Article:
Use this URL to cite or link to this record in EThOS: http://ethos.bl.uk/OrderDetails.do?uin=uk.bl.ethos.633792
Title: Polar föhn winds and warming over the Larsen C Ice Shelf, Antarctica
Author: Elvidge, Andrew
Awarding Body: University of East Anglia
Current Institution: University of East Anglia
Date of Award: 2013
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Abstract:
Recent hypotheses that the foehn effect is partly responsible for warming to the east of the Antarctic Peninsula (AP) and enhanced melt rates on the Larsen C Ice Shelf are supported in a study combining the analysis of observational and high resolution model data. Leeside warming and drying during foehn events is observed in new aircraft, radiosonde and automatic weather station data and simulated by the UK Met Office Unified Model at ~1.5 km grid spacing (MetUM 1.5 km). Three contrasting cases are investigated. In Case A relatively weak southwesterly flow induces a nonlinear foehn event. Strongly accelerated flow above and a hydraulic jump immediately downwind of the lee slopes lead to high amplitude warming in the immediate lee of the AP, downwind of which the warming effect diminishes rapidly due to the upward ‘rebound’ of the foehn flow. Case C defines a relatively linear case associated with strong northwesterly winds. The lack of a hydraulic jump enables foehn flow to flood across the entire ice shelf at low levels. Melt rates are high due to a combination of large radiative heat flux, due to dry, clear leeside conditions, and sensible heat flux downward from the warm, well-mixed foehn flow. Climatological work suggests that such strong northwesterly cases are often responsible for high Larsen C melt rates. Case B describes a weak, relatively non-linear foehn event associated with insignificant daytime melt rates. Previously unknown jets – named polar foehn jets – emanating from the mouths of leeside inlets are identified as a type of gap flow. They are cool and moist relative to adjacent calmer regions, due to lower-altitude upwind source regions, and are characterised by larger turbulent heat fluxes both within the air column and at the surface. The relative importance of the three mechanisms deemed to induce leeside foehn warming (isentropic drawdown, latent heating and sensible heating) are quantified using a novel method analysing back trajectories and MetUM 1.5 km model output. It is shown that, depending on the linearity of the flow regime and the humidity of the air mass, each mechanism can dominate. This implies that there is no dominant foehn warming mechanism, contrary to the conclusions of previous work.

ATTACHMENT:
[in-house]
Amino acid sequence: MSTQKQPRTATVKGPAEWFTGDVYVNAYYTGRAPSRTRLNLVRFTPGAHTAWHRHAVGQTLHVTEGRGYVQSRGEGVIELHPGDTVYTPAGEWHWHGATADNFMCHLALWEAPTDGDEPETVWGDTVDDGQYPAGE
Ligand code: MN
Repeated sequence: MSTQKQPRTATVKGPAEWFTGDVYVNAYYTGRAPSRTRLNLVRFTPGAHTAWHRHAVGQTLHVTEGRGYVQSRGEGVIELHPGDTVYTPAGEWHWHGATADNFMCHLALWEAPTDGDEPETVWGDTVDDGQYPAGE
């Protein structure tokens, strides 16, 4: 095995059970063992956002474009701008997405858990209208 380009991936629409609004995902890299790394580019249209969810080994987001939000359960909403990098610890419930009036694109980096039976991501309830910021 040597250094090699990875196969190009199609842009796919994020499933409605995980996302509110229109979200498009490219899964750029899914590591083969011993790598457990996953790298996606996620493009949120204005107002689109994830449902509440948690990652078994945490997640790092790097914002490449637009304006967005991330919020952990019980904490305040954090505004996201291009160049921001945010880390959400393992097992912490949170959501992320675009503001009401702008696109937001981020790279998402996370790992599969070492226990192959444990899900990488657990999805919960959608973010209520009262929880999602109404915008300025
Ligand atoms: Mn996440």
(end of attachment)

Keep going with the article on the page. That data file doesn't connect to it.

Supervisor: Not available Sponsor: Natural Environment Research Council
Qualification Name: Thesis (Ph.D.) Qualification Level: Doctoral
EThOS ID: uk.bl.ethos.633792  DOI: Not available
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